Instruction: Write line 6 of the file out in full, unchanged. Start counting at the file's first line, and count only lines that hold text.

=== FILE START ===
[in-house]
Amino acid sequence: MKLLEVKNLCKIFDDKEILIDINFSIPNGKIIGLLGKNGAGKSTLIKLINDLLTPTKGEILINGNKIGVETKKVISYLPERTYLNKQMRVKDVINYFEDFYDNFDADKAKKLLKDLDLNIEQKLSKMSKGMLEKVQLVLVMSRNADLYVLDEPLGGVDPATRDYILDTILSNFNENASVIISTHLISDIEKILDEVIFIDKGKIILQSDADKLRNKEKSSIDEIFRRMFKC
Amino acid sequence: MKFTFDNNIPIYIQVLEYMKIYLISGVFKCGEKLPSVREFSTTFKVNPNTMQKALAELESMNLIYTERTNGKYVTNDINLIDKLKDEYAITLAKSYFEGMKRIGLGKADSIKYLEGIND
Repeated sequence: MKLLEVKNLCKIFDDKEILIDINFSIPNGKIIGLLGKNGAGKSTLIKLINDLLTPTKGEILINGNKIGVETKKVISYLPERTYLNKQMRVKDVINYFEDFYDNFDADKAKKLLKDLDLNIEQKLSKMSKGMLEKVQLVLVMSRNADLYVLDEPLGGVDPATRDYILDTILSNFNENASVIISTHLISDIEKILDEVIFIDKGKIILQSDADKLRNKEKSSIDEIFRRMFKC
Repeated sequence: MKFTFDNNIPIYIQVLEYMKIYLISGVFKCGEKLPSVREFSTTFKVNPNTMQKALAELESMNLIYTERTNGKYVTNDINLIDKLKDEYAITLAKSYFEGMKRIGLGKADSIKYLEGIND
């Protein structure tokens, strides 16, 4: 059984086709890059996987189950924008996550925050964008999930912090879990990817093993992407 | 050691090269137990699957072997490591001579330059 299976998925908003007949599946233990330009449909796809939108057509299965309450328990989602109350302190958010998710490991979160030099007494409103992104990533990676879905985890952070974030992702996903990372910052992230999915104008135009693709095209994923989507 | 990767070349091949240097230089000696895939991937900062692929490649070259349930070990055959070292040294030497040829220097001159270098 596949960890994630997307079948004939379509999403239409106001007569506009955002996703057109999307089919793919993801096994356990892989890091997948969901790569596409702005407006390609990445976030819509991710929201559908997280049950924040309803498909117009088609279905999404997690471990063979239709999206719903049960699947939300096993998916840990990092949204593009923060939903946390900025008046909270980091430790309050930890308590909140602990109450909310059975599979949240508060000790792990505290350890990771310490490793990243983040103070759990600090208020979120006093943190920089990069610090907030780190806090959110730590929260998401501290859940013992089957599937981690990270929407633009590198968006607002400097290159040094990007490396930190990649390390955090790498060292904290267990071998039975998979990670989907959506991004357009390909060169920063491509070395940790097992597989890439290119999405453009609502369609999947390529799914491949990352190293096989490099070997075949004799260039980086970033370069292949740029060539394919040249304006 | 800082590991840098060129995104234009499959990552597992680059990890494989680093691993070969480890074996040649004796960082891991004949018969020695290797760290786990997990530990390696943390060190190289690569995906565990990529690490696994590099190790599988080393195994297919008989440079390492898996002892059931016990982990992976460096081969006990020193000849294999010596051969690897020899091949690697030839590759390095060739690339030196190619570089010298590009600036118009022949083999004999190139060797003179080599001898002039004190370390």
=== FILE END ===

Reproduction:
């Protein structure tokens, strides 16, 4: 059984086709890059996987189950924008996550925050964008999930912090879990990817093993992407 | 050691090269137990699957072997490591001579330059 299976998925908003007949599946233990330009449909796809939108057509299965309450328990989602109350302190958010998710490991979160030099007494409103992104990533990676879905985890952070974030992702996903990372910052992230999915104008135009693709095209994923989507 | 990767070349091949240097230089000696895939991937900062692929490649070259349930070990055959070292040294030497040829220097001159270098 596949960890994630997307079948004939379509999403239409106001007569506009955002996703057109999307089919793919993801096994356990892989890091997948969901790569596409702005407006390609990445976030819509991710929201559908997280049950924040309803498909117009088609279905999404997690471990063979239709999206719903049960699947939300096993998916840990990092949204593009923060939903946390900025008046909270980091430790309050930890308590909140602990109450909310059975599979949240508060000790792990505290350890990771310490490793990243983040103070759990600090208020979120006093943190920089990069610090907030780190806090959110730590929260998401501290859940013992089957599937981690990270929407633009590198968006607002400097290159040094990007490396930190990649390390955090790498060292904290267990071998039975998979990670989907959506991004357009390909060169920063491509070395940790097992597989890439290119999405453009609502369609999947390529799914491949990352190293096989490099070997075949004799260039980086970033370069292949740029060539394919040249304006 | 800082590991840098060129995104234009499959990552597992680059990890494989680093691993070969480890074996040649004796960082891991004949018969020695290797760290786990997990530990390696943390060190190289690569995906565990990529690490696994590099190790599988080393195994297919008989440079390492898996002892059931016990982990992976460096081969006990020193000849294999010596051969690897020899091949690697030839590759390095060739690339030196190619570089010298590009600036118009022949083999004999190139060797003179080599001898002039004190370390």